Illinois Recording Laws

Illinois Recording Law Summary:

Illinois recording law stipulates that it is a two-party consent state. In Illinois, it is a criminal offense to use any device to record communications, whether they’re wire, oral or electronic, without the consent of everyone taking part in the communication. 720 Ill. Compiled Stat. 5/14-2(a)(1). This means that in Illinois you are not legally allowed to record a conversation you are taking part in unless all parties are in agreement. Although the all-party consent stipulation does not apply to police officers who are performing their official duties, there are strict penalties in place for anyone caught recording police activities in public. 720 Ill. Compiled Stat. 5/14-3(g).

Personal Conversations:

You may not record conversations without the consent of all involved parties.

This law is applicable whether those taking part in the conversation expect it to be private or not. 720 Ill. Compiled Stat. 5/14-1(d).

Illinois Video Recording Laws

It is against the law to intentionally transmit live video or record video footage of another person without that persons consent in:

  • A restroom, tanning bed, tanning salon, locker room, changing room, or hotel bedroom.
  • That person’s residence.
  • That person’s residence through the use of a device that records from outside the residence and transmits from a remote location.

For example, you are not allowed to point your security camera at your neighbor’s house to record inside his or her residence.

720 Ill. Compiled Stat. 5/26‐4(a)‐(a‐6)

It is unlawful to intentionally transmit live video or record video footage through or under a person’s clothing without that person’s consent. 720 Ill. Compiled Stat. 5/26‐4(a-10). Also, the law prohibits the installation of recording devices for the purpose of recording a person without that persons consent while he or she is in a restroom, tanning bed, tanning salon, locker room, changing room, hotel bedroom or that person’s residence. 720 Ill. Compiled Stat. 5/26‐4(a-15)(a-20)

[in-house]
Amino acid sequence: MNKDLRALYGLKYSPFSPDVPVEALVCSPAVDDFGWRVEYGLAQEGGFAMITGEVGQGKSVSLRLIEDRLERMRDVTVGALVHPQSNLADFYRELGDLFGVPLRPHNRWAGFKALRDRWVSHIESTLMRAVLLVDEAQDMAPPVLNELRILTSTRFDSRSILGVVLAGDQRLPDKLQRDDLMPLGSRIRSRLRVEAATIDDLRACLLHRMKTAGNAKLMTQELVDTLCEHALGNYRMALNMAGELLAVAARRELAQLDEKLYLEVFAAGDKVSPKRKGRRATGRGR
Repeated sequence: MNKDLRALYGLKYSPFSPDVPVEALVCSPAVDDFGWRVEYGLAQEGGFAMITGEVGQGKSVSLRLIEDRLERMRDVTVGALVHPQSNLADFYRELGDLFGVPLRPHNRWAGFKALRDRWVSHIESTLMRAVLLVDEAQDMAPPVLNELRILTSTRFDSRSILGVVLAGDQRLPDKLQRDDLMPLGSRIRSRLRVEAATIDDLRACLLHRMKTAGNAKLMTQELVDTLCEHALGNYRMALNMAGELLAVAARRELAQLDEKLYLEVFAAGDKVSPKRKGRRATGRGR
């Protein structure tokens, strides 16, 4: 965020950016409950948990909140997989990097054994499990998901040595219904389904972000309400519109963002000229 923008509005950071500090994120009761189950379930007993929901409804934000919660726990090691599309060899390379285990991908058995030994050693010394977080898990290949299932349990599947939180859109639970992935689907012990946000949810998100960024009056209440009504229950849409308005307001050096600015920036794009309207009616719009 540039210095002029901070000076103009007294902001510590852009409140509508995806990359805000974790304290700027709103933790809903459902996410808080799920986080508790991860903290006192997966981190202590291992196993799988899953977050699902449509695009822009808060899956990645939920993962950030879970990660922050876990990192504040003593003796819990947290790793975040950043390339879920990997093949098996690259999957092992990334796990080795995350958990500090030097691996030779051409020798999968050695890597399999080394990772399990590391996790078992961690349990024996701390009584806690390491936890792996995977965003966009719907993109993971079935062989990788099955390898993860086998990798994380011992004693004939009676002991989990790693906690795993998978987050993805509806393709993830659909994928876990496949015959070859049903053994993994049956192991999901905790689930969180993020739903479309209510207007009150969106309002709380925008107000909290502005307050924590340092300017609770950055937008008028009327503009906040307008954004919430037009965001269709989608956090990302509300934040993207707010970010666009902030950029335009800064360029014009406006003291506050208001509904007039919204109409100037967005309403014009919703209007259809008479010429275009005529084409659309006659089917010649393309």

Penalties

720 Ill. Compiled Stat. 5/14-4: Infractions against eavesdropping law are considered felonies, however first offenses are treated as lighter, Class 4 felonies.

720 Ill. Compiled Stat. 5/14-4(b): Offenses are considered a Class 1 felony punishable by up to 15 years in jail if a recording takes place while a member of law enforcement, assistant’s state attorney or judge are carrying out their duties in public.*

*In 2012, the U.S. Court of Appeals in Chicago (7th Cir.), put the constitutionality of this law up for debate. They decided that parts of Illinois’ Eavesdropping Act are “likely unconstitutional” and that the American Civil Liberties Union of Illinois could not face penalties for recording police activity in the public eye. ACLU of Illinois v. Alvarez, 679 F.3d 583 (7th Cir. 2012).

720 Ill. Compiled Stat. 5/26‐4(d)(1): Installing recording devices in violation of 720 Ill. Compiled Stat. 5/26‐4(a-15)(a-20) and recording through or under a person’s clothing in violation of 720 Ill. Compiled Stat. 5/26‐4(a-10) is considered a Class A misdemeanor which carries an imprisonment of up to 1 year, fines not exceeding $2500 and probation.

720 Ill. Compiled Stat. 5/26‐4(d)(2): Violating video recording laws under 720 Ill. Compiled Stat. 5/26‐4(a)‐(a‐6) is considered a Class 4 felony which carries an imprisonment of 1-3 years, probation and fines of up to $25,000.

720 Ill. Compiled Stat. 5/26‐4(d)(3): Knowingly spreading or permitting the spread of videos and live videos obtained through methods that are in violation of Illinois video recording laws is considered a Class 3 felony which carries an imprisonment of 2-5 years, probation and fines of up to $25,000.

720 Ill. Compiled Stat. 5/26‐4(d)(4): A violation of Illinois’s video recording laws if the victim is under 18 years or if the offender is a person who is required to register as a sex offender is considered a Class 3 felony.

720 Ill. Compiled Stat. 5/26‐4(d)(5): A violation of dissemination laws under 720 Ill. Compiled Stat. 5/26‐4(d)(3) if the victim is under 18 years or if the offender is a person who is required to register as a sex offender is considered a Class 2 felony which carries imprisonment of 3-7 years, probation and fines of up to $25,000.

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